Harsco to widen powered access offering as part of new strategy

By Murray Pollok21 April 2010

Paul O'Kelly, managing director of Harsco Infrastructure in Europe.

Paul O'Kelly, managing director of Harsco Infrastructure in Europe.

Harsco Infrastructure is to expand the range of powered access and mast climbing work platforms it offers worldwide as part of a strategy to widen its range of services to major industrial and construction customers.

Paul O'Kelly, the recently appointed managing director of Harsco Infrastructure in Europe, said the company aimed to offer customers everywhere the full product range of scaffolding, shoring/formwork, cradles, powered access and mast climbing work platforms currently offered in a few markets such as the UK.

Mr O'Kelly said he did not know yet the scale of equipment required, and that investments would only be made "when the market starts growing". He said the European market was currently at the bottom of the cycle.

"We will have a common product offering throughout Europe", said Mr O'Kelly. The recent rebranding of Harsco's construction and access brands - Patent, Hunnebeck and SGB - as Harsco Infrastructure was made in part to present a single face to customers anywhere in the world.

The strategy will also see the company target more business with large construction and industrial customers - it is chasing international contracts with these large customers - and also increase the amount of industrial business from the current 30% of the total (in Europe) to nearer 50%.

Mr O'Kelly, who was managing director of Algeco subsidiary Elliott Group before joining Harsco in January, told IRN that he had set himself a personal goal of increasing Harsco Infrastructure's US$740 million European business by a factor of four within four years.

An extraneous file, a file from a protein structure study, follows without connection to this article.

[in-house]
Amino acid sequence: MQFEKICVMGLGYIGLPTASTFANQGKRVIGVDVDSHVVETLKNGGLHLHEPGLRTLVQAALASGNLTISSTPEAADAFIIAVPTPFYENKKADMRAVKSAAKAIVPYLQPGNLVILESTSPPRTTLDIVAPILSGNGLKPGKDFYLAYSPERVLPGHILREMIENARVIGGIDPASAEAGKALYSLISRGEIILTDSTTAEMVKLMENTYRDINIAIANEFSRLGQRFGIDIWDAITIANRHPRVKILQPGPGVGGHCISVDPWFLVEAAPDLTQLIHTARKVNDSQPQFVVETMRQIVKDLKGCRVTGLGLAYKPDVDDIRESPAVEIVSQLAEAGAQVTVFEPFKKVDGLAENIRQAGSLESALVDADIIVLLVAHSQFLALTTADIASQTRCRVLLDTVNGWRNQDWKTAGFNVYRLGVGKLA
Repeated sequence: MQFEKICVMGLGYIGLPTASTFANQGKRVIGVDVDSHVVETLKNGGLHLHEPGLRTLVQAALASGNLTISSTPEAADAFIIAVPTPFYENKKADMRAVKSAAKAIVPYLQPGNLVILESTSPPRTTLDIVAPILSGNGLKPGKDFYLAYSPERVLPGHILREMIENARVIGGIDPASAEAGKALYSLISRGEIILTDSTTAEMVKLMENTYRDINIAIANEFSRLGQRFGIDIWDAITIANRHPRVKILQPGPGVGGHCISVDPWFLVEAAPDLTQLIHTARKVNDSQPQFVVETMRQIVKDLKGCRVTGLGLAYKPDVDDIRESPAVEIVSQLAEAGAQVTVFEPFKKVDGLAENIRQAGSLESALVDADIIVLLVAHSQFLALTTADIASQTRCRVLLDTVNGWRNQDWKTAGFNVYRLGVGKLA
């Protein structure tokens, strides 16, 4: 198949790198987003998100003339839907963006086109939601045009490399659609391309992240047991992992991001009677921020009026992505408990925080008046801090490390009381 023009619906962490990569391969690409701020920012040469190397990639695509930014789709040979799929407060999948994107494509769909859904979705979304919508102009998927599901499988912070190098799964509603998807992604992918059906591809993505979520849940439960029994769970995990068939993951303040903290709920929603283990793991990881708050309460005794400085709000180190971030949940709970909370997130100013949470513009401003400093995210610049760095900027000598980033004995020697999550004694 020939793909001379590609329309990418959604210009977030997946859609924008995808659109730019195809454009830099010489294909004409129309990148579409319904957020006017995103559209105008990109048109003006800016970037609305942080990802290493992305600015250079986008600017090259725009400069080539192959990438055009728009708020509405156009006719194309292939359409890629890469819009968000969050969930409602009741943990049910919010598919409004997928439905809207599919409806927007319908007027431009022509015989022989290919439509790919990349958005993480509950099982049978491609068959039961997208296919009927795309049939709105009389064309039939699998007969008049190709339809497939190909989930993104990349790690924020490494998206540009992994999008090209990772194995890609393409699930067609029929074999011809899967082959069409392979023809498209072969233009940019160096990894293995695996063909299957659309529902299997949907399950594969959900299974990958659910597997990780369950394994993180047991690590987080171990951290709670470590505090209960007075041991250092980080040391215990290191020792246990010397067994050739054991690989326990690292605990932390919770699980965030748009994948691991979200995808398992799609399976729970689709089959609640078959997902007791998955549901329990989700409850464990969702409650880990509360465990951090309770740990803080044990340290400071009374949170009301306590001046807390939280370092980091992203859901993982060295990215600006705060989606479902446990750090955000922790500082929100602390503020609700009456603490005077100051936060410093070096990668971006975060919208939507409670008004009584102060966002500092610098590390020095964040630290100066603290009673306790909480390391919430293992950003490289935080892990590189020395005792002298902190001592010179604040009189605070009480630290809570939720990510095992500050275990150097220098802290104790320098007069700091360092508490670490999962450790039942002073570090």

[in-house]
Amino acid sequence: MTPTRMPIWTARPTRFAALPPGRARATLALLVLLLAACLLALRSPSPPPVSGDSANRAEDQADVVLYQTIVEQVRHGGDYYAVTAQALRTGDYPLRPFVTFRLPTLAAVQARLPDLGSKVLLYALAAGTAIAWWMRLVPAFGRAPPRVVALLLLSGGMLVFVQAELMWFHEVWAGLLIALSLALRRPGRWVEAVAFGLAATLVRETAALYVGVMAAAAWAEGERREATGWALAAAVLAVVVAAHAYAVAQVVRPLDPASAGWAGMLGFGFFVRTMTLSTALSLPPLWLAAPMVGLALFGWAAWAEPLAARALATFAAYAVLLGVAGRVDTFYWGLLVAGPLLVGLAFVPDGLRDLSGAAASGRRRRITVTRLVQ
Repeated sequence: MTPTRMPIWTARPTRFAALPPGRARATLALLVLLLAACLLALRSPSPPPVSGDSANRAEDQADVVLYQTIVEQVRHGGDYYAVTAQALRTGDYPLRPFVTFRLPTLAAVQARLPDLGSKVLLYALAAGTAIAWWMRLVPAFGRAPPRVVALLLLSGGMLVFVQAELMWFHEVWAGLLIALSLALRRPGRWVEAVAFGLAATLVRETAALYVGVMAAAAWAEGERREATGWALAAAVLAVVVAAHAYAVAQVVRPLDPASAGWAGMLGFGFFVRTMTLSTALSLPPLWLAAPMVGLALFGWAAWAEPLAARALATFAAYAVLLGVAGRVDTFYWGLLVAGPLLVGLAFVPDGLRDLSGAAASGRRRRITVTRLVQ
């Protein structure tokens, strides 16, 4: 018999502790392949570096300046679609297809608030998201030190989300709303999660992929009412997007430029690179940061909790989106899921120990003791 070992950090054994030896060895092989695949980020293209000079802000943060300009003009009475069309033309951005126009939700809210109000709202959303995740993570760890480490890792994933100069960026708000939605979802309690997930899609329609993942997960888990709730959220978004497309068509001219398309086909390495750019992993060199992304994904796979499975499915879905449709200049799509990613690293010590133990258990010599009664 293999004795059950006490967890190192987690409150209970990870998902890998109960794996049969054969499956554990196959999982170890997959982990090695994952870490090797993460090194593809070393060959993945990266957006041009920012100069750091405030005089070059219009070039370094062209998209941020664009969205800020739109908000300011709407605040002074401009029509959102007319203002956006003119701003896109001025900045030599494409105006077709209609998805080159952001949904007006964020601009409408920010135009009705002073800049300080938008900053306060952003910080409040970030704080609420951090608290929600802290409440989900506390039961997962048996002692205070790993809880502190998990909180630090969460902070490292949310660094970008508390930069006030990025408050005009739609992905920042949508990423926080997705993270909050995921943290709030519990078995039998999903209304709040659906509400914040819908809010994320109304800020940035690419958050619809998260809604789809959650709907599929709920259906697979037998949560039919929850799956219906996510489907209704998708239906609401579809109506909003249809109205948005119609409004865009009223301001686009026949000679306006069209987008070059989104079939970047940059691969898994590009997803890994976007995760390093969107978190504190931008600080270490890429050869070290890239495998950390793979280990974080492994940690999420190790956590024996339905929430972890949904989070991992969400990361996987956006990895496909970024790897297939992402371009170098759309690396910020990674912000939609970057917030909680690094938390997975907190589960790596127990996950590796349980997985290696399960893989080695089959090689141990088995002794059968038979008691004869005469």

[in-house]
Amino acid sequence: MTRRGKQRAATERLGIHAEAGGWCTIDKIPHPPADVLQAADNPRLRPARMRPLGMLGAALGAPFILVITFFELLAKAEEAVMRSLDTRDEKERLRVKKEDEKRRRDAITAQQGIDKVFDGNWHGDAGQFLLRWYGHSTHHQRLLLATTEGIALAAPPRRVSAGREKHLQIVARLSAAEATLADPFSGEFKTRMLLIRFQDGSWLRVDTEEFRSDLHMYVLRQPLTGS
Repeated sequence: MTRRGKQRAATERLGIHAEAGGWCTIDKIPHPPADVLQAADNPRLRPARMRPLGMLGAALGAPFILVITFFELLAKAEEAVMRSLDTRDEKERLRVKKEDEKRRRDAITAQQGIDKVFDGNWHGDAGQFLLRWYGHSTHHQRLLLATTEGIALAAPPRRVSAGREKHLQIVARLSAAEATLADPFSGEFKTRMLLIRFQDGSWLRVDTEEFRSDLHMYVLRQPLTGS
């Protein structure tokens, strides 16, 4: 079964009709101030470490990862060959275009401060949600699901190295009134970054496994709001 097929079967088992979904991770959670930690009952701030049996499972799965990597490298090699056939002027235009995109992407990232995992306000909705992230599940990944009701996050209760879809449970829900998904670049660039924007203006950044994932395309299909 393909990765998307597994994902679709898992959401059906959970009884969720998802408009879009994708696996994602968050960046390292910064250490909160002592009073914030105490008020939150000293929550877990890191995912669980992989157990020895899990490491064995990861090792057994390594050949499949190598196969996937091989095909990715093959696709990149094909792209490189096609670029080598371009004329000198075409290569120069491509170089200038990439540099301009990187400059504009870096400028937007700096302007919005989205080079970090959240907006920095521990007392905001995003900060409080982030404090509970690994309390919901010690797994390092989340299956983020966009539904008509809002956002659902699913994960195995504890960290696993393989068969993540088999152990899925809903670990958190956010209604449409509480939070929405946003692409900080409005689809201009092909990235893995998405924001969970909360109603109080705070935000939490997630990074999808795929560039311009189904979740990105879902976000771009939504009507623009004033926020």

The strategy will call for staged investments in both powered access and mast climbers in Europe and elsewhere. Mast climbers, for example, are currently mainly offered in the UK while powered access is rented in countries including France, the Netherlands and Denmark. Cameron Reid, who in the past has been primarily involved in running the UK SGB Mastclimbers business, has been tasked with developing powered access and mast climbing products in Harsco's facilities throughout Europe.

The same strategy will be followed by Harsco Infrastructure businesses in North America and the rest of the world, although Europe will take the lead.

The strategy will also see an increase in Harsco's scaffold erection and dismantling services in major European markets such as Germany, where Harsco is strongest in formwork and shoring products (through Hunnebeck).

Mr O'Kelly said the target in its construction business was to increase the proportion of business undertaken with major accounts from the current 30-50% to closer to 60-70%.

The increased focus on powered access comes little over a year after Harsco sold its UK powered access fleet. Mr O'Kelly said this sale was made because SGB (as it was then called) had over-invested in a narrow product range.

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